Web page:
Basic Skills/Definitions Quiz  Chapter 9
Part A
Suppose we use a baseball to represent Earth. On this scale, the other terrestrial worlds (Mercury, Venus, the Moon, and Mars) would range in size approximately from that of ______.
Hint A.1
Study Section 9.1
ANSWER:

A golf ball to a baseball. A dust speck to a basketball. A golf ball to a beach ball. A dust speck to a golf ball.
Part B
From center to surface, which of the following correctly lists the interior layers of a terrestrial world?
Hint B.1
Study Section 9,1
ANSWER:

Mantle, crust, core. Core, crust, lithosphere. Core, mantle, crust. Mantle, core, crust.
Part C
What do we mean when we say that the terrestrial worlds underwent differentiation?
Hint C.1
Study Section 9.1
ANSWER:

The five terrestrial worlds all started similarly but ended up looking quite different. They lost interior heat to outer space. At a time when their interiors were molten, denser materials sank toward their centers and lighter materials rose toward their surfaces. Their surfaces show a variety of different geological features resulting from different geological processes.
Part D
Which of the following best describes what we mean by a terrestrial world's lithosphere?
Hint D.1
Study Section 9.1
ANSWER:

It is the interior region of a planet in which a magnetic field is generated. It is a layer of hot, molten rock encompassing the core and part of the mantle. It is the outer layer of relatively strong, rigid rock, encompassing the crust and part of the mantle. It is a thin layer of rock that lies between the mantle and crust.
Part E
The three major processes that made the interiors of the terrestrial worlds hot are:
Hint E.1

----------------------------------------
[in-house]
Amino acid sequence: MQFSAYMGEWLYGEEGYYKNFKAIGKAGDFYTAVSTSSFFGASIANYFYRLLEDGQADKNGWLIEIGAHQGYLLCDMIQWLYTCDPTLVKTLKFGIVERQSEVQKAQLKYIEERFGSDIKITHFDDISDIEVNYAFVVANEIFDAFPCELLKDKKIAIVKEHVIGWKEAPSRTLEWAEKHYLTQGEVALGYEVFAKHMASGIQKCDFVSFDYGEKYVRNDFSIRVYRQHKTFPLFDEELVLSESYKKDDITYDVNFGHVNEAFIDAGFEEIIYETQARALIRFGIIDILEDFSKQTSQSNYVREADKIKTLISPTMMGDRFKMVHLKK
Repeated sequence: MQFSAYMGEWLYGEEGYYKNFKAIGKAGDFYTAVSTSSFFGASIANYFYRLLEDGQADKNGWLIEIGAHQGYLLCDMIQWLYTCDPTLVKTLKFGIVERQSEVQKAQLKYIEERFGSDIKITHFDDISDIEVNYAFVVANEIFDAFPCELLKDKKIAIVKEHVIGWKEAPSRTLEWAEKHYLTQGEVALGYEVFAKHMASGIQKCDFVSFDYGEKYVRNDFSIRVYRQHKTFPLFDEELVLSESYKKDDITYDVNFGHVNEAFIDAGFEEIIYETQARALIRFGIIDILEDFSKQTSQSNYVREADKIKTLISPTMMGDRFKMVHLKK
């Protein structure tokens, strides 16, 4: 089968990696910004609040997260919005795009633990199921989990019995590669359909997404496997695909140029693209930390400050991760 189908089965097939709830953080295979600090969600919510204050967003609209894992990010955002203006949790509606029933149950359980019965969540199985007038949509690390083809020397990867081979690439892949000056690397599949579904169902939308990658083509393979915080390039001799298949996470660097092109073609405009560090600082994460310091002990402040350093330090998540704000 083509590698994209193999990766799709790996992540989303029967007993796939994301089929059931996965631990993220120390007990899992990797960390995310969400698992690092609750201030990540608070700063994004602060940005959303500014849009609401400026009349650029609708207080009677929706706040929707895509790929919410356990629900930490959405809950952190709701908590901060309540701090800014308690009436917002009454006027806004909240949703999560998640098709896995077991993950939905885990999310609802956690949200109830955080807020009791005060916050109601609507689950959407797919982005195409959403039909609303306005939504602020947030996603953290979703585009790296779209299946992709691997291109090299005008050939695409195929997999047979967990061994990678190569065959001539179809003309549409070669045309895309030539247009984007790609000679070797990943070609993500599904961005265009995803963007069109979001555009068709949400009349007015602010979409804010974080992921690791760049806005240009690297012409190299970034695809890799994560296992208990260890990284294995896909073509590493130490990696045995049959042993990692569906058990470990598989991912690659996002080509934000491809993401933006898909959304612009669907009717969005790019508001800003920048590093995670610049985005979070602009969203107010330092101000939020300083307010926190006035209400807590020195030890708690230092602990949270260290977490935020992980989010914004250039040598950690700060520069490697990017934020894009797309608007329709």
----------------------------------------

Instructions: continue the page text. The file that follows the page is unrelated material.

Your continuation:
Study Section 9.1
ANSWER:

Heat of accretion, heat from convection, and heat from thermal radiation. Volcanism, tectonics, and erosion. Heat deposited as the planets were built from planetesimals, heat of accretion, and heat that came from the gravitational potential energy of incoming planetesimals. Heat deposited as the planets were built from planetesimals, heat deposited as the planets underwent differentiation, and heat released by radioactive decay.
Part F
Which of the following is an example of convection?
Hint F.1
Study Section 9.1
ANSWER:

Gas bubbling upward through a liquid. Different kinds of material separating by density, like oil and water. Warm air expanding and rising while cooler air contracts and fall. Rocks sinking in water.
Part G
What are the basic requirements for a terrestrial world to have a global magnetic field?
Hint G.1
Study Section 9.1
ANSWER:

A metal core, a rocky mantle, and rapid rotation. A metal core and rapid rotation. A core layer of molten, convecting material and sufficiently rapid rotation. A core that has a molten layer and a mantle that has convection.
Part H
In general, which things below are affected by a magnetic field?
Hint H.1
Study Section 9.1
ANSWER:

Rocks of all types. Gases and liquids. Charged particles and a few minerals (such as those containing iron). Iron-bearing minerals only.
Part I
The processes responsible for virtually all surface geology are:
Hint I.1
Study Section 9.2
ANSWER:

Convection, conduction, and radiation. Impact cratering, volcanisms, tectonics, and erosion. Eruptions, lava flows, and outgassing. Accretion, differentiation, and radioactive decay.
Part J
Which of the following best describes the lunar maria?
Hint J.1